Wetzel County Jane DoeEdit
The naked body of a white female was found alongside Route 250 near Littleton, in Wetzel County, West Virginia in February 1983. A pair of senior citizens reported the body, which they originally had thought was a display mannequin. The body had been placed in the area recently, as snow was on the ground but not on the body. Police said that tire tracks and footprints nearby indicated that she was likely transported to this site after death from another location. Their examination concluded she had died about two days previously and was not a victim of sexual assault.
The skeletal remains of a lightly built Caucasian male between the ages of 22 and 27, dressed in women's clothes, were discovered in the basement of the now-defunct 'Good N Loud' music store on University Avenue in Madison on September 3, 1989, when the owner pulled a vent pipe from the brickwork in an attempt to find the source of a blockage that was causing water seepage. The victim was wearing a paisley dress, a black, long-sleeved White Stag blouse, an Iron cross necklace, and a 'shag' sweater, and had brown hair and a slight overbite. The victim was carrying a butter knife, a spare pair of socks, and a comb at the time of death, and was not wearing underwear. The victim's pelvis had been broken, possibly in the process of forcing the body into the chimney, and the remains may have been there for two months to two years. The victim may have worked as a page in the state Legislature sometime between 1977 and 1985.
Columbia County Jane DoeEdit
The skeletal remains of a woman were found in Caledonia, Columbia County, Wisconsin on May 8, 1982, in a wooded area near Highway 78. It is believed that she had died elsewhere and was disposed of at that location. The victim and her murderer may not have been local to the area as her body was found near a highway, indicating that her body may have been transported to the location from elsewhere in the United States.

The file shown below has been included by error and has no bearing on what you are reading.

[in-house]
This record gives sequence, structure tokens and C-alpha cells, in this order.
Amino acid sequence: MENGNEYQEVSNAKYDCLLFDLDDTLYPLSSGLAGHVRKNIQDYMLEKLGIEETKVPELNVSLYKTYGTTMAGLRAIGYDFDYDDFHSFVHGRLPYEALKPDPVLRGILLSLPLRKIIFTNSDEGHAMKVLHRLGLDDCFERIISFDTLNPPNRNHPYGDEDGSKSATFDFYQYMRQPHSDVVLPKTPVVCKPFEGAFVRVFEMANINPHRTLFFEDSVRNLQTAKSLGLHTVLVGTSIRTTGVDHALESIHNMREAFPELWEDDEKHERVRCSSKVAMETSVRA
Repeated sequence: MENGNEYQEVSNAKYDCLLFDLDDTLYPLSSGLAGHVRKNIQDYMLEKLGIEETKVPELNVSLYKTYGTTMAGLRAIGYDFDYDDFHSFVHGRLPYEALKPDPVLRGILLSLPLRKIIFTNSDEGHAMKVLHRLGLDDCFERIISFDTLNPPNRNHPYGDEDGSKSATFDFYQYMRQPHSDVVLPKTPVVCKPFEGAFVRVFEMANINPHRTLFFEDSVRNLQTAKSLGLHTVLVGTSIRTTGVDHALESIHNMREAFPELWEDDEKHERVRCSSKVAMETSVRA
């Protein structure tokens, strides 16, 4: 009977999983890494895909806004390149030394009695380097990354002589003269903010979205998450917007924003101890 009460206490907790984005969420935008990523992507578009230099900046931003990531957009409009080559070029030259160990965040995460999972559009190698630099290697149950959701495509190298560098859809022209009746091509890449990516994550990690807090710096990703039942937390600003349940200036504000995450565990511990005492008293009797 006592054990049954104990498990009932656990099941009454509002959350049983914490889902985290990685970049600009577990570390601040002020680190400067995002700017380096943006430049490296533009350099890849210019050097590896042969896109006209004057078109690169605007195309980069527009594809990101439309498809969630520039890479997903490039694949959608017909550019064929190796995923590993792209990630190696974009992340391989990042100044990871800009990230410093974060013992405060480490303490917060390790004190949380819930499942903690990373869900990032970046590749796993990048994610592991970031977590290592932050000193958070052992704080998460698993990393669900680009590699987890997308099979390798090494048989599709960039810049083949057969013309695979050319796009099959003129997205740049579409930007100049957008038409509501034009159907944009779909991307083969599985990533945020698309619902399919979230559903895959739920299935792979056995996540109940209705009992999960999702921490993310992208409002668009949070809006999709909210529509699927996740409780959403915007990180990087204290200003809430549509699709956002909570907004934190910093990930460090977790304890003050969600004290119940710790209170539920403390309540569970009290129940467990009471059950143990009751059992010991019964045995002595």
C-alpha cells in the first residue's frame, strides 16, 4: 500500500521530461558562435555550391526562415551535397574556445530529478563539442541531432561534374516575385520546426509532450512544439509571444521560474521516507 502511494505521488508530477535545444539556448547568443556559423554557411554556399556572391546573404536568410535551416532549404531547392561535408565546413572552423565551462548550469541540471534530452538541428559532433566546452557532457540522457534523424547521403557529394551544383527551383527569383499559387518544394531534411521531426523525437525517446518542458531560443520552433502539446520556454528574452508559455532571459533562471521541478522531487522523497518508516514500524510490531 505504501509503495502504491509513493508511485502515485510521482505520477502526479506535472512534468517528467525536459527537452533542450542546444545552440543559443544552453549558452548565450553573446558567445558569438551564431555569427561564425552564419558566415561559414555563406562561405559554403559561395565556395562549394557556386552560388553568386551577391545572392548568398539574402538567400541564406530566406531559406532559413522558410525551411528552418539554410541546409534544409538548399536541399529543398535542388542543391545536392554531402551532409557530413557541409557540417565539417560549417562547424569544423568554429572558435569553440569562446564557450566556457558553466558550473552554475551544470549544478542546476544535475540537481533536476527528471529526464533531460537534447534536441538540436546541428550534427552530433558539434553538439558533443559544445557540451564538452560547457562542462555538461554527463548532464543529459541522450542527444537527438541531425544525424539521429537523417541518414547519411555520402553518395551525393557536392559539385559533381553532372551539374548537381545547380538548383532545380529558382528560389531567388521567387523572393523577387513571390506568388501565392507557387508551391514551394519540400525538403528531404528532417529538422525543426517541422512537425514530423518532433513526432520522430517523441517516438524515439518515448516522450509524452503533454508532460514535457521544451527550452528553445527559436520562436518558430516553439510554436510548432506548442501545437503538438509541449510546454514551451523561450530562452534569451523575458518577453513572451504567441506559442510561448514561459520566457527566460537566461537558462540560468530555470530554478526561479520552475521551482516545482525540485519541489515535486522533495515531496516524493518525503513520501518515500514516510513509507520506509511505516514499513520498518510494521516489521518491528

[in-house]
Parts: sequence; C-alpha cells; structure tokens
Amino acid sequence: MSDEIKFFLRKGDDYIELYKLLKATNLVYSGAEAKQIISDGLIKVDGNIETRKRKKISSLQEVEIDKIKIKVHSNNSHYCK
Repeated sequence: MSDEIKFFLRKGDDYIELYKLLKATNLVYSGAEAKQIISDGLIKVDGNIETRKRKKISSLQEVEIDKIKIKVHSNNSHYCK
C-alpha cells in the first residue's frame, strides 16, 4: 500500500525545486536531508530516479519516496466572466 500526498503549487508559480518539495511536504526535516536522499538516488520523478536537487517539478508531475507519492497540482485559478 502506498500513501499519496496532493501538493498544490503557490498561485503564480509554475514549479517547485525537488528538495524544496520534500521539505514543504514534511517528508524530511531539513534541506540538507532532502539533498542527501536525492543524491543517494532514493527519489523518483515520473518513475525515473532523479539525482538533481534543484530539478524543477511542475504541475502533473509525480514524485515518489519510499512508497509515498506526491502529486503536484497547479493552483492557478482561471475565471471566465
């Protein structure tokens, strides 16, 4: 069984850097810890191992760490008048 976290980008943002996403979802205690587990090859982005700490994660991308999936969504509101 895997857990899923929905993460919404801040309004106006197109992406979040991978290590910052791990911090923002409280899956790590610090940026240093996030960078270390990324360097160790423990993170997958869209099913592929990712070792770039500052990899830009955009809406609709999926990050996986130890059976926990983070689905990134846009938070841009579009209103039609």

The victim, aged 45 to 65 and most likely white, had been killed by blunt-force trauma to the skull. She had likely borne at least one child before her death. There was evidence of arthritis in her neck and back, and this may have affected the way she walked.
Because of the degree of decomposition of her body, her hair color, eye color, weight, and complexion are unknown. However, some details could be assessed. Her height is estimated to be 5 feet 5 to 5 feet 7 inches tall. Her dental characteristics were fairly unusual, as the partial denture and crowns in her mouth were said to have been out of the ordinary. No clothing was found at the body disposal site except for a multicolored blouse and size 12 brown pants.
She was buried in Wyocena, Wisconsin, on September 1, 1987, after her case went cold, but her body was exhumed in April 2014. Her remains were transported to Virginia for additional testing, including DNA profiling. Since the case was reopened and reintroduced to the public eye, tips as to her identity have been submitted to the authorities. The DNA Doe Project was asked to help assist with identifying her in March 2020.
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Media related to Atlantic County Jane Doe at Wikimedia Commons